The point of Peep Show (2003-2015) is that both its protagonists, Mark Corrigan (David Mitchell) and Jeremy Usbourne (Robert Webb), are abject and despicable losers. Yet watching it recently for the first time in years, I felt a trace of envy. Jeremy is an unemployed slacker, and yet his life, while bleak, holds an unintentional allure. I too would like to have recourse to a ‘nest egg’ or free accommodation, but none of my friends are rich enough for me to mooch off . My parents, while middle-class, are too Presbyterian to fund my efforts to make it as a DJ. There is something in this loser’s life that I can’t really aspire to.
The allure of Jeremy’s life owes partly to the nature of narrative fiction: Hitchcock once said that ‘Drama is life without the boring parts,’ and the same is true of sitcoms. We never see Jeremy spending hours watching daytime television or filling out forms at the jobcentre. Instead, he takes drugs, goes to the pub, has escapades, and pursues a series of disastrous love affairs—all of which seem preferable to working.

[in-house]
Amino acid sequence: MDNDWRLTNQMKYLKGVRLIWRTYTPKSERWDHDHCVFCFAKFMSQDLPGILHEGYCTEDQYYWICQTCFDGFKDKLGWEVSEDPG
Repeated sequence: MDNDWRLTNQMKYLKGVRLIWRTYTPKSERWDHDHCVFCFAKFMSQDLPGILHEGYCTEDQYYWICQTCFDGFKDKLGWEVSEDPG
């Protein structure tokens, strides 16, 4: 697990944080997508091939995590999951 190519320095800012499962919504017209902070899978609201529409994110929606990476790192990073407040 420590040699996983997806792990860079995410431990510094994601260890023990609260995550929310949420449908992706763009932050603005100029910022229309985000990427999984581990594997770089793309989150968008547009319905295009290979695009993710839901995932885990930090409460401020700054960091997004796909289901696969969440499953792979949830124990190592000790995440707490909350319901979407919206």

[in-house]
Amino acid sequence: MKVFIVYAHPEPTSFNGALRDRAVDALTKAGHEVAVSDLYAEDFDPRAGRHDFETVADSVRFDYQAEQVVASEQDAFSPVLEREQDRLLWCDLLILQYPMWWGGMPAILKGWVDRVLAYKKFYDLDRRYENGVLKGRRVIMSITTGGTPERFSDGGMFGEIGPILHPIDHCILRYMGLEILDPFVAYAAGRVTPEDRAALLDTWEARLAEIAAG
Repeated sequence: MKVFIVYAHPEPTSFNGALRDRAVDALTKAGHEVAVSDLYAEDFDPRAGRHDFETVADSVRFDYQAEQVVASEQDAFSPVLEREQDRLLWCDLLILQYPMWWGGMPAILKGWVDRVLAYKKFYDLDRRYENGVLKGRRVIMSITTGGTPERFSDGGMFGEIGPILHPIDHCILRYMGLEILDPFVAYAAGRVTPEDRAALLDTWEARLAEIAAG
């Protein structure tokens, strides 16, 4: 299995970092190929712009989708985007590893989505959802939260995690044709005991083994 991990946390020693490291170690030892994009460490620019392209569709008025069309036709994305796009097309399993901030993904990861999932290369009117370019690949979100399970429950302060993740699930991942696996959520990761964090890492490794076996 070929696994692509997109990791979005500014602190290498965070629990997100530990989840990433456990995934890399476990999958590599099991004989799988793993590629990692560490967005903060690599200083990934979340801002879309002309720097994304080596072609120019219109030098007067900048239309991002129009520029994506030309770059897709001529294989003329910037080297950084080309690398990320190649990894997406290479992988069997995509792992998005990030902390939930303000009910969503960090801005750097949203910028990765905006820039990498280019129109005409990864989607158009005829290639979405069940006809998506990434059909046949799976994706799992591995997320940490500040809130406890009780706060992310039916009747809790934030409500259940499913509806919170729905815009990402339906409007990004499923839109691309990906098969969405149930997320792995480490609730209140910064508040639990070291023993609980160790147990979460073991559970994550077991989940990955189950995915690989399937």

‘As a viewer, you are both appalled and thrilled by Jeremy’s actions and outlook,’ Craig Telfer, co-host of the Review from the Terrace podcast, which recently reflected on Peep Show, told me. ‘Appalled that someone so selfish, reckless, and impulsive can coast through life with no consequences for their actions, but thrilled because in some way because you wish you could be like that, too: untethered from the real world.’
As I was watching, it occurred to me that the life that Jeremy leads is no longer possible. I understand that Peep Show is a sitcom, rather than a Ken Loach film, and the situations it portrays may have been unrealistic at the time it was written. But as a work of social satire, it was surely responding to something. Jeremy must have been a recognisable archetype. I’m not sure that he is today, or at least not in the same way.